- Showing 2 posts filed under: Country:USA [–], Region: North America and Caribbean [–], School [–], Policy [–] published between Jun 01, 2010 and Jun 30, 2010 [Show all]
What happens at the end of the year
It's late May. The last day of school for 2009-10 is about 11 days away. For most of the students, teachers, faculty and staff it couldn't come sooner. For Restorative Justice workers like myself, it can be a difficult time. Due to the cumulative effect of discipline, minor misconduct can result in suspension, often for the rest of the year. Student follow-ups are hard to do because of absences, field trips, and assemblies. Day to day operations take a different tack. I find myself wanting to be part of the whole school effort to end well and I practice being a peaceful presence all the more.
Expert: End zero tolerance policies
An education-law advocacy group said ending zero-tolerance policies in schools as recommended in the Interbranch Commission on Juvenile Justice on Thursday would have benefits far beyond the commission’s goal of preventing a recurrence of the “kids-for-cash” scandal seen in Luzerne County.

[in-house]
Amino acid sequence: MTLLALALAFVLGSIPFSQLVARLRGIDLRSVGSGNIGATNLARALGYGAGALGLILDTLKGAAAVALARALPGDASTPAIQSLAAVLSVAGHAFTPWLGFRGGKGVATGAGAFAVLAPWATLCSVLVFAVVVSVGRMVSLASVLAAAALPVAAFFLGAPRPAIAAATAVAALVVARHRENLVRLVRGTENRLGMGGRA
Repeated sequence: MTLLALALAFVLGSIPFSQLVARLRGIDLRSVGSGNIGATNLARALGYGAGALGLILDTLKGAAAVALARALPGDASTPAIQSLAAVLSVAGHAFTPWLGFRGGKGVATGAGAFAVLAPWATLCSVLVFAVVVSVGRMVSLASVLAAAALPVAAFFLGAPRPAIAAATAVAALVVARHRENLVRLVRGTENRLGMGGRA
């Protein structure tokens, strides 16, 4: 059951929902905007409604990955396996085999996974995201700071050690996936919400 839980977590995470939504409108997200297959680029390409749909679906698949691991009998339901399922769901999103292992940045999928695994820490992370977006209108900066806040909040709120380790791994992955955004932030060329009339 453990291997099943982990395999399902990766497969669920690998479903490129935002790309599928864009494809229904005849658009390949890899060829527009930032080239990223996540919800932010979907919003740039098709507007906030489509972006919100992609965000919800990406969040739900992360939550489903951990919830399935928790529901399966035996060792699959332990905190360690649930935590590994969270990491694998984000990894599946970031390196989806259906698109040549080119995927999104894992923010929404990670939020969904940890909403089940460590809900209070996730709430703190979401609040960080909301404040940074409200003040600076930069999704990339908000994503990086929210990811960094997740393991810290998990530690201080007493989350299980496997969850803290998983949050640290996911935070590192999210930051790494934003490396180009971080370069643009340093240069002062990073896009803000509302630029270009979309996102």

“Statistics show that any contact students have with police increases the likelihood of future contacts,” Education Law Center staff attorney David Lapp said. “People have termed it the ‘prison pipeline.’”
Zero tolerance became popular after the 1999 Columbine High School shootings in Colorado, and former county Juvenile Court judge Mark Ciavarella openly advocated zero tolerance for many students who were brought to his bench. Ciavarella and former county judge Michael Conahan are accused of accepting millions of dollars for actions that benefited a private juvenile detention facility in Pittston Township.